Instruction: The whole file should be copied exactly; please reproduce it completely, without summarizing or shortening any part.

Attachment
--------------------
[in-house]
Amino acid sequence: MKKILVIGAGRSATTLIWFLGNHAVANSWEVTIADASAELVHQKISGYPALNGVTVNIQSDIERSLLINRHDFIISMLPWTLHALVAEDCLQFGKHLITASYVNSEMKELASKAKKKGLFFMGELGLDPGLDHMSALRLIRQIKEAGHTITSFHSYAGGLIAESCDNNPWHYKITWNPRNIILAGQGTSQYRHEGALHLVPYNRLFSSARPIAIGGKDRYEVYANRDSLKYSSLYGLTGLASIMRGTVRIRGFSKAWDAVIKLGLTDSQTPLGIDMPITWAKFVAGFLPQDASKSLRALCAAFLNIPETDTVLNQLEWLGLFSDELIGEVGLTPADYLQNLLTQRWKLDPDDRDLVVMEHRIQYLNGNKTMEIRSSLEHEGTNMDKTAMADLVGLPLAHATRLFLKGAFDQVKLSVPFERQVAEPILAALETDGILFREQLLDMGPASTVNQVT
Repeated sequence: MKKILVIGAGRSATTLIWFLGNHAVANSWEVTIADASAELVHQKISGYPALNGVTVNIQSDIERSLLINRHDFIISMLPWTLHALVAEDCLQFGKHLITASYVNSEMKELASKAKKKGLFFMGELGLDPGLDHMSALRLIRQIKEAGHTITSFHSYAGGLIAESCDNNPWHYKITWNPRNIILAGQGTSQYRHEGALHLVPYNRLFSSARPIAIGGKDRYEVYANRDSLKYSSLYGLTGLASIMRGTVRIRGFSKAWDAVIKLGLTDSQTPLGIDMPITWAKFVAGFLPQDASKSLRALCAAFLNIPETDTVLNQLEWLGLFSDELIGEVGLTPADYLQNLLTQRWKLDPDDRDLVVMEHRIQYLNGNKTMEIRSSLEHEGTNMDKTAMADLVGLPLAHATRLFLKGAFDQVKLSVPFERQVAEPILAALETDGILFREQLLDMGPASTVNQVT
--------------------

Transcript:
[in-house]
Amino acid sequence: MKKILVIGAGRSATTLIWFLGNHAVANSWEVTIADASAELVHQKISGYPALNGVTVNIQSDIERSLLINRHDFIISMLPWTLHALVAEDCLQFGKHLITASYVNSEMKELASKAKKKGLFFMGELGLDPGLDHMSALRLIRQIKEAGHTITSFHSYAGGLIAESCDNNPWHYKITWNPRNIILAGQGTSQYRHEGALHLVPYNRLFSSARPIAIGGKDRYEVYANRDSLKYSSLYGLTGLASIMRGTVRIRGFSKAWDAVIKLGLTDSQTPLGIDMPITWAKFVAGFLPQDASKSLRALCAAFLNIPETDTVLNQLEWLGLFSDELIGEVGLTPADYLQNLLTQRWKLDPDDRDLVVMEHRIQYLNGNKTMEIRSSLEHEGTNMDKTAMADLVGLPLAHATRLFLKGAFDQVKLSVPFERQVAEPILAALETDGILFREQLLDMGPASTVNQVT
Repeated sequence: MKKILVIGAGRSATTLIWFLGNHAVANSWEVTIADASAELVHQKISGYPALNGVTVNIQSDIERSLLINRHDFIISMLPWTLHALVAEDCLQFGKHLITASYVNSEMKELASKAKKKGLFFMGELGLDPGLDHMSALRLIRQIKEAGHTITSFHSYAGGLIAESCDNNPWHYKITWNPRNIILAGQGTSQYRHEGALHLVPYNRLFSSARPIAIGGKDRYEVYANRDSLKYSSLYGLTGLASIMRGTVRIRGFSKAWDAVIKLGLTDSQTPLGIDMPITWAKFVAGFLPQDASKSLRALCAAFLNIPETDTVLNQLEWLGLFSDELIGEVGLTPADYLQNLLTQRWKLDPDDRDLVVMEHRIQYLNGNKTMEIRSSLEHEGTNMDKTAMADLVGLPLAHATRLFLKGAFDQVKLSVPFERQVAEPILAALETDGILFREQLLDMGPASTVNQVT